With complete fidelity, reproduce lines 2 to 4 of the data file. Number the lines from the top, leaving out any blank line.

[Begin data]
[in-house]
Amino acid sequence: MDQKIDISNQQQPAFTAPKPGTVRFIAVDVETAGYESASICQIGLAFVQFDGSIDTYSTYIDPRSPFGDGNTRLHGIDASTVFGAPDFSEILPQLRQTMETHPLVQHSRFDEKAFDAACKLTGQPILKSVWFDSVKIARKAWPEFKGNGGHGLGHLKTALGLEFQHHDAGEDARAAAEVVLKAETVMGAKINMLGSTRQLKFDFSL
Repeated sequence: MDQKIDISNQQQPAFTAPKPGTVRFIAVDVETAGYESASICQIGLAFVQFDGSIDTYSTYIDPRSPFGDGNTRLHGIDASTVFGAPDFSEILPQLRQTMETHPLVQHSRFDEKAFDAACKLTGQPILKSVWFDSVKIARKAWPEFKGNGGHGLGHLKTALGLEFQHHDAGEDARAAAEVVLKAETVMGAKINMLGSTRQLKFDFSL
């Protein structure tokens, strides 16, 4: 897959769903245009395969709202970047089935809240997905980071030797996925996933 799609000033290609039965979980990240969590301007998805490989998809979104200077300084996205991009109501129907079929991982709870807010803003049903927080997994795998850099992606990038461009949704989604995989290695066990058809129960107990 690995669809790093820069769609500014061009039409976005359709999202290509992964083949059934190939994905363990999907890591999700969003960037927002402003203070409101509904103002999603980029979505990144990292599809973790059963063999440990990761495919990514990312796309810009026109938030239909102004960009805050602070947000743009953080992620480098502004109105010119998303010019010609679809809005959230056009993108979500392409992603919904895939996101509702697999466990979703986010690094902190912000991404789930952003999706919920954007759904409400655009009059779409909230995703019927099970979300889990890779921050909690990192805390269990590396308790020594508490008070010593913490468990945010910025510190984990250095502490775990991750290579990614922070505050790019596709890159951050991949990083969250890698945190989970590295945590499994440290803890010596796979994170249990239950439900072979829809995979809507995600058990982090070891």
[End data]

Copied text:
Amino acid sequence: MDQKIDISNQQQPAFTAPKPGTVRFIAVDVETAGYESASICQIGLAFVQFDGSIDTYSTYIDPRSPFGDGNTRLHGIDASTVFGAPDFSEILPQLRQTMETHPLVQHSRFDEKAFDAACKLTGQPILKSVWFDSVKIARKAWPEFKGNGGHGLGHLKTALGLEFQHHDAGEDARAAAEVVLKAETVMGAKINMLGSTRQLKFDFSL
Repeated sequence: MDQKIDISNQQQPAFTAPKPGTVRFIAVDVETAGYESASICQIGLAFVQFDGSIDTYSTYIDPRSPFGDGNTRLHGIDASTVFGAPDFSEILPQLRQTMETHPLVQHSRFDEKAFDAACKLTGQPILKSVWFDSVKIARKAWPEFKGNGGHGLGHLKTALGLEFQHHDAGEDARAAAEVVLKAETVMGAKINMLGSTRQLKFDFSL
């Protein structure tokens, strides 16, 4: 897959769903245009395969709202970047089935809240997905980071030797996925996933 799609000033290609039965979980990240969590301007998805490989998809979104200077300084996205991009109501129907079929991982709870807010803003049903927080997994795998850099992606990038461009949704989604995989290695066990058809129960107990 690995669809790093820069769609500014061009039409976005359709999202290509992964083949059934190939994905363990999907890591999700969003960037927002402003203070409101509904103002999603980029979505990144990292599809973790059963063999440990990761495919990514990312796309810009026109938030239909102004960009805050602070947000743009953080992620480098502004109105010119998303010019010609679809809005959230056009993108979500392409992603919904895939996101509702697999466990979703986010690094902190912000991404789930952003999706919920954007759904409400655009009059779409909230995703019927099970979300889990890779921050909690990192805390269990590396308790020594508490008070010593913490468990945010910025510190984990250095502490775990991750290579990614922070505050790019596709890159951050991949990083969250890698945190989970590295945590499994440290803890010596796979994170249990239950439900072979829809995979809507995600058990982090070891």